Now looking at the issues mentioned, it should be clear that the most important thing to do is to reduce the reduce the weight and the fuel required by shortening burn time and reducing the thrust required for an improved launch situation. There are factors at play which greatly influence this such as: latitude, launch direction, and launch angle amongst others.

Latitude: Launching near or at the equator helps substantially due to the oblate spheroidal shape of the earth as well as the manner in which the atmosphere interacts with the planet. Basically, a spacecraft launched from Central Canada would require at least 10-12% more thrust to reach orbit than one from the Equatorial Regions.

Launch Direction: Earth’s rotation, when considered in terms of gravity and the interaction of the atmosphere with a frictional rotating earth, means an “increase” in velocity resulting in around 5% less thrust versus launching towards the West as the time through the atmosphere will be reduced due to a shorter distance to fly through the atmosphere versus the reverse direction. Kind of hard to understand right away but imagine that the road on which you are travelling suddenly moves in a direction which assists your cause (like the airport walkways) while you retain a constant speed relative to the road. Your distance covered and thus apparent speed in relation to a stationary reference in space has increased dramatically.

Launch Angle: Launching at 45 degrees would require about 30% more thrust to reach orbit than launching from an ideal angle of 70-80 degrees because of the longer path travelled through the denser part of the atmosphere. If the launch were horizontal, the speed gained in launch would be lost as energy would be bled-off during the long upward turn required through the dense lower atmosphere in order to escape the atmosphere. In this turn g loading also becomes very critical as even a turn at 7g in the denser atmosphere would require a good 9 to 10 kilometres radius to complete a 90 degree turn. A “g” force of 7 can be easily achieved with a speed of Mach 0.5 and we need to get to Mach 24…get the picture? Squashed astronauts and popping fuel tanks with an incredible amount of distance to cover with a horizontal launch in today’s launch technology.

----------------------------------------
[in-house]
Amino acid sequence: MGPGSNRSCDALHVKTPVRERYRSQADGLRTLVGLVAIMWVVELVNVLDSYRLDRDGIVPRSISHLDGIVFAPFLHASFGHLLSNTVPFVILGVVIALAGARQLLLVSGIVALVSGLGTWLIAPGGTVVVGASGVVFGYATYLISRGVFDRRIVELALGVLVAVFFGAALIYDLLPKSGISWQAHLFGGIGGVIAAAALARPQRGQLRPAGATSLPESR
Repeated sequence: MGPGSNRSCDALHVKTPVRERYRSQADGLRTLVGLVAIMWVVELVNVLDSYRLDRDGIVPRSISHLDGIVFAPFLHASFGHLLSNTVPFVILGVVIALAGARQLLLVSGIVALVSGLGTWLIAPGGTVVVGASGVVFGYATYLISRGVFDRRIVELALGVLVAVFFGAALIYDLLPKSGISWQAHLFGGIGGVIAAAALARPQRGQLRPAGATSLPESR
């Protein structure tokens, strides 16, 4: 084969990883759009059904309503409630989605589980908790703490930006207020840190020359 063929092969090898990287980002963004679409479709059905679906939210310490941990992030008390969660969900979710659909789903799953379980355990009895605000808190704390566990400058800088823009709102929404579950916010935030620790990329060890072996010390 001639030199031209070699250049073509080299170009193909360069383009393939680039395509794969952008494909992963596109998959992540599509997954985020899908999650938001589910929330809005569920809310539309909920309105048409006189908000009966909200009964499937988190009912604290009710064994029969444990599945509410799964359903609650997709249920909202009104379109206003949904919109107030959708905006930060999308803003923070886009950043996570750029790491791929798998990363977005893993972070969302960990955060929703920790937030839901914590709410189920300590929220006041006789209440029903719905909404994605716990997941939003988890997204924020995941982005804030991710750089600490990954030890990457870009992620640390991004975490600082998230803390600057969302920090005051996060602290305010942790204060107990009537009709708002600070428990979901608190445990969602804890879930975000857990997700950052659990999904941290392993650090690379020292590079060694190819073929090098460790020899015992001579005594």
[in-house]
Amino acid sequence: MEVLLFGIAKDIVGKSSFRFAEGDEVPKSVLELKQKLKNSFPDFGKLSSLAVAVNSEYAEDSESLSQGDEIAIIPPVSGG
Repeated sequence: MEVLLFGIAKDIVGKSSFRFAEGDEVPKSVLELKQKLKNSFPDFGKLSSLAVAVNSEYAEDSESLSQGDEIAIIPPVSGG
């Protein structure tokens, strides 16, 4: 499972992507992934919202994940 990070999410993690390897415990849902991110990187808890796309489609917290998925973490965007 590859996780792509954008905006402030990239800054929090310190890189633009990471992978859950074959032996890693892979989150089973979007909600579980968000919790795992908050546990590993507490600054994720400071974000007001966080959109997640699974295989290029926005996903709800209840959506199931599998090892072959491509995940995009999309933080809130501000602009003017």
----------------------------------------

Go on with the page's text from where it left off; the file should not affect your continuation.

Now why can Virgin Galactic hang a spaceship under an aircraft and briefly launch people into space? It is easy to answer if you think of the above dilemmas: the Virgin Spaceship carries no equipment, no extra weight and merely pops into low earth orbit falling directly back to earth.

It is hoped an dreamed that future technology will allow propulsion systems that would allow the concept of the Virgin programme or better, of a horizontal take-off, fly out into space and return concept to be met. This means however totally new propulsion systems capable of generating incredible amounts of thrust for sustained periods of time which would allow a craft sufficient endurance and time to climb to altitudes required without the drama of excessive g forces flattening anything in their path.

Engenya remains committed to resolving future problems today for  a better tomorrow.

A layman’s brief and straight-forward explanation of Space Launch Dynamics by Engenya GmbH